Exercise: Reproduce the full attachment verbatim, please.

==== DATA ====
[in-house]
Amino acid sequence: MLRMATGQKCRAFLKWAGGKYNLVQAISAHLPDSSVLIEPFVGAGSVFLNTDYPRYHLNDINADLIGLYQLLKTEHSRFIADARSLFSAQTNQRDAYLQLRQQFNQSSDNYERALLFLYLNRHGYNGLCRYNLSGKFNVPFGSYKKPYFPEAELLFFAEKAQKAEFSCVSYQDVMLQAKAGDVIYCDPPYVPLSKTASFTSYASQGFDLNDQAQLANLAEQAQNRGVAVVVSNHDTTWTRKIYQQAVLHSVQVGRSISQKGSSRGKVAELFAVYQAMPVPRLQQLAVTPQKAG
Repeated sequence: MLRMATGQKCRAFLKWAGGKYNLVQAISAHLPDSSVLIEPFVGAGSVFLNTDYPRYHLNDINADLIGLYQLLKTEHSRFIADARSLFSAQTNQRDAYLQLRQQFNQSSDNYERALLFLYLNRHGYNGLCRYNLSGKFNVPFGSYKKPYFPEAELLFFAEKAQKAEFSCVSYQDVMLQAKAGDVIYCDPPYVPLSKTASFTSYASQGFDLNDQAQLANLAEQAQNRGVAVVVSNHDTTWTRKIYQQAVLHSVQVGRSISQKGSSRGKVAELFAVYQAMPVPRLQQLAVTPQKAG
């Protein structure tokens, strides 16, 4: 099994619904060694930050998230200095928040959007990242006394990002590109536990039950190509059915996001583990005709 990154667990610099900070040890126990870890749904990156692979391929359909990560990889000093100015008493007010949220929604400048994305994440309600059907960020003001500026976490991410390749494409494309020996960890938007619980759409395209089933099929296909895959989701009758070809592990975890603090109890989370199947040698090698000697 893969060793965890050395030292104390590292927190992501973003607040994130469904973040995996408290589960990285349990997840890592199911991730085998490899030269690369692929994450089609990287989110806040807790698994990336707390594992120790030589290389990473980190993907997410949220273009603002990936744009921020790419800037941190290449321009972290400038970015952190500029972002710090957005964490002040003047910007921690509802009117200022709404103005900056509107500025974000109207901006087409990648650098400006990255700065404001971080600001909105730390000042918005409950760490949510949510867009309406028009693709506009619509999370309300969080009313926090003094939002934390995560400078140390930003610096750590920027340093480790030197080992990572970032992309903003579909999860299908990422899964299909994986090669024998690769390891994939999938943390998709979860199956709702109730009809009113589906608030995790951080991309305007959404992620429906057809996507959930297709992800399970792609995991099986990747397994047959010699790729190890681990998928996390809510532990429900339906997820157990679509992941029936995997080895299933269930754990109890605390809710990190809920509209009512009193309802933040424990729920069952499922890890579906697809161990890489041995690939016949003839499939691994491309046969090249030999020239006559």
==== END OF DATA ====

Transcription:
[in-house]
Amino acid sequence: MLRMATGQKCRAFLKWAGGKYNLVQAISAHLPDSSVLIEPFVGAGSVFLNTDYPRYHLNDINADLIGLYQLLKTEHSRFIADARSLFSAQTNQRDAYLQLRQQFNQSSDNYERALLFLYLNRHGYNGLCRYNLSGKFNVPFGSYKKPYFPEAELLFFAEKAQKAEFSCVSYQDVMLQAKAGDVIYCDPPYVPLSKTASFTSYASQGFDLNDQAQLANLAEQAQNRGVAVVVSNHDTTWTRKIYQQAVLHSVQVGRSISQKGSSRGKVAELFAVYQAMPVPRLQQLAVTPQKAG
Repeated sequence: MLRMATGQKCRAFLKWAGGKYNLVQAISAHLPDSSVLIEPFVGAGSVFLNTDYPRYHLNDINADLIGLYQLLKTEHSRFIADARSLFSAQTNQRDAYLQLRQQFNQSSDNYERALLFLYLNRHGYNGLCRYNLSGKFNVPFGSYKKPYFPEAELLFFAEKAQKAEFSCVSYQDVMLQAKAGDVIYCDPPYVPLSKTASFTSYASQGFDLNDQAQLANLAEQAQNRGVAVVVSNHDTTWTRKIYQQAVLHSVQVGRSISQKGSSRGKVAELFAVYQAMPVPRLQQLAVTPQKAG
């Protein structure tokens, strides 16, 4: 099994619904060694930050998230200095928040959007990242006394990002590109536990039950190509059915996001583990005709 990154667990610099900070040890126990870890749904990156692979391929359909990560990889000093100015008493007010949220929604400048994305994440309600059907960020003001500026976490991410390749494409494309020996960890938007619980759409395209089933099929296909895959989701009758070809592990975890603090109890989370199947040698090698000697 893969060793965890050395030292104390590292927190992501973003607040994130469904973040995996408290589960990285349990997840890592199911991730085998490899030269690369692929994450089609990287989110806040807790698994990336707390594992120790030589290389990473980190993907997410949220273009603002990936744009921020790419800037941190290449321009972290400038970015952190500029972002710090957005964490002040003047910007921690509802009117200022709404103005900056509107500025974000109207901006087409990648650098400006990255700065404001971080600001909105730390000042918005409950760490949510949510867009309406028009693709506009619509999370309300969080009313926090003094939002934390995560400078140390930003610096750590920027340093480790030197080992990572970032992309903003579909999860299908990422899964299909994986090669024998690769390891994939999938943390998709979860199956709702109730009809009113589906608030995790951080991309305007959404992620429906057809996507959930297709992800399970792609995991099986990747397994047959010699790729190890681990998928996390809510532990429900339906997820157990679509992941029936995997080895299933269930754990109890605390809710990190809920509209009512009193309802933040424990729920069952499922890890579906697809161990890489041995690939016949003839499939691994491309046969090249030999020239006559």